Darrow Miller and Friends

Why Wealth is Better Than Riches

The Wall Street Journal recently published an article by Allan Meltzer (A Welfare State or a Start-up Nation) which raises an issue deeper than tax-code revision and other mechanical differences between welfare states and start-up nations. Mr. Meltzer is speaking to a worldview issue centered [in or on] the concepts of riches vs. wealth.

My four adult children (20-30 years old) and I talked about this around the breakfast table recently. We agreed that a riches-based lifestyle is about show and consumption, whereas a wealth-based lifestyle is about growth, production, and building for future generations. “Riches” is consumed with “what I want, for me, NOW”. Wealth lives in both the now and the not yet, caring and providing for one’s self and for others.

Photo by dan at FreeDigitalPhotos.net

The idea of riches (and the corresponding poverty mentality) is at the root of the welfare state mentality and is grounded in the worldview of materialism. The material universe is all there is, and it is a closed system. There is only one pie, so big, that ought to be consumed equally by all.  Thus the rich must be forced to relinquish (by moral, legal or even physical means) some of their piece of the pie to the poor (who need do nothing but receive it).

The concept of true wealth is grounded in the Judeo/Christian worldview. The universe is an open system, it was created, and man is given creative ability to maximize and expand resources. We are all able to make more pie from that which God created out of nothing.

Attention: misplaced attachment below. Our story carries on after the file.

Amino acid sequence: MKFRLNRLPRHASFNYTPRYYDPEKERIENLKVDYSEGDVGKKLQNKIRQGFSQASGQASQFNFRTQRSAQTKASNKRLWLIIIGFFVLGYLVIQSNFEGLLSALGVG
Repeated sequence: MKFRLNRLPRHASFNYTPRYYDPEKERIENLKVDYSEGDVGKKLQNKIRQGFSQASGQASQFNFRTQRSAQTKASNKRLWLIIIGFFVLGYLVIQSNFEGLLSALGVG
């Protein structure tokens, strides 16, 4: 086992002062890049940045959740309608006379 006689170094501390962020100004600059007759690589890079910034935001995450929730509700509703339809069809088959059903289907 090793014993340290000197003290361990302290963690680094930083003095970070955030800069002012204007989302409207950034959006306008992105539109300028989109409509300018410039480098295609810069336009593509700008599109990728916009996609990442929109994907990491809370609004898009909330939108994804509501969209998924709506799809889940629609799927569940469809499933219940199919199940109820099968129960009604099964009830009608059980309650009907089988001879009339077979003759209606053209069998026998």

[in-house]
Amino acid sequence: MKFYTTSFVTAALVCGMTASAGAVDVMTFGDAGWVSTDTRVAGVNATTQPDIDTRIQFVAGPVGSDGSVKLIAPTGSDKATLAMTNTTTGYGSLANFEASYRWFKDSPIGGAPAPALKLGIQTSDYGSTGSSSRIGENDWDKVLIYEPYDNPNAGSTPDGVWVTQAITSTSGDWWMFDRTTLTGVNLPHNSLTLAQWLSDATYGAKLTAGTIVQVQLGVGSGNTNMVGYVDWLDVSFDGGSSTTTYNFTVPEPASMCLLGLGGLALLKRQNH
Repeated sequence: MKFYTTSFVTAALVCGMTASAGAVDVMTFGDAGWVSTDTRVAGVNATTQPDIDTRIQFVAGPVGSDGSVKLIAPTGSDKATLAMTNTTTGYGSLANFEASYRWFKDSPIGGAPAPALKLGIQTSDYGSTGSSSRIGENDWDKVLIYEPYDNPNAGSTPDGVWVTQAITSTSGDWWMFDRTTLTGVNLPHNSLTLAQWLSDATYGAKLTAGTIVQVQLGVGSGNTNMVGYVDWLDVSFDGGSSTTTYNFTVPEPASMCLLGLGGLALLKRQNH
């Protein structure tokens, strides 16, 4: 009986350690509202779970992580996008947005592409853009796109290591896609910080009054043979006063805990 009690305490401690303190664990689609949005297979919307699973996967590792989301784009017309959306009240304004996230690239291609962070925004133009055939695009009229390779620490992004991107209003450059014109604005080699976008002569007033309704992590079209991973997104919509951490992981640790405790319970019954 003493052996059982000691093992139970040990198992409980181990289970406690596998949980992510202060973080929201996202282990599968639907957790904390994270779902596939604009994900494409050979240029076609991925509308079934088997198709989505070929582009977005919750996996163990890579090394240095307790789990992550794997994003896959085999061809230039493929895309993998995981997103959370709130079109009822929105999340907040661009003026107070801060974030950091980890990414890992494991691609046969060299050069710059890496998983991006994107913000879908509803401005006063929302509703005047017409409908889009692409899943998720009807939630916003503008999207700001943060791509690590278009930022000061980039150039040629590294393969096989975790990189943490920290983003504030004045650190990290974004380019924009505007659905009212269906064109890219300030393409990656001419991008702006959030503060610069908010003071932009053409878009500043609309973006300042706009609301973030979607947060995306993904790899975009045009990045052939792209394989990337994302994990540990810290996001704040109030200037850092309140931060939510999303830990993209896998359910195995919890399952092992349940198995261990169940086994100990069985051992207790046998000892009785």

Wealth grows, riches are consumed. One of the comments attached to the column sang the old song about “the rich get richer and the poor get poorer,” another concept rooted in the “riches” mentality. True wealth lies in the creative abilities of man to steward creation, develop it to its fullest potential and share the bounty thus produced with the larger community. Wealth creation, development and growth, as opposed to managed consumption, is the biblical response to Creation’s potential. Those who understand and apply stewardship and production are the true, lasting resources of a nation.

Mr. Melzer implies a solution which amounts to managing riches by tweaking tax codes. This does not address the root issues. The worldview of America’s founders included the ideas of wealth discussed above. We are in danger of becoming (or have already become) a nation of riches rather than one of wealth and if so we will end up poor.

– Bob Evans

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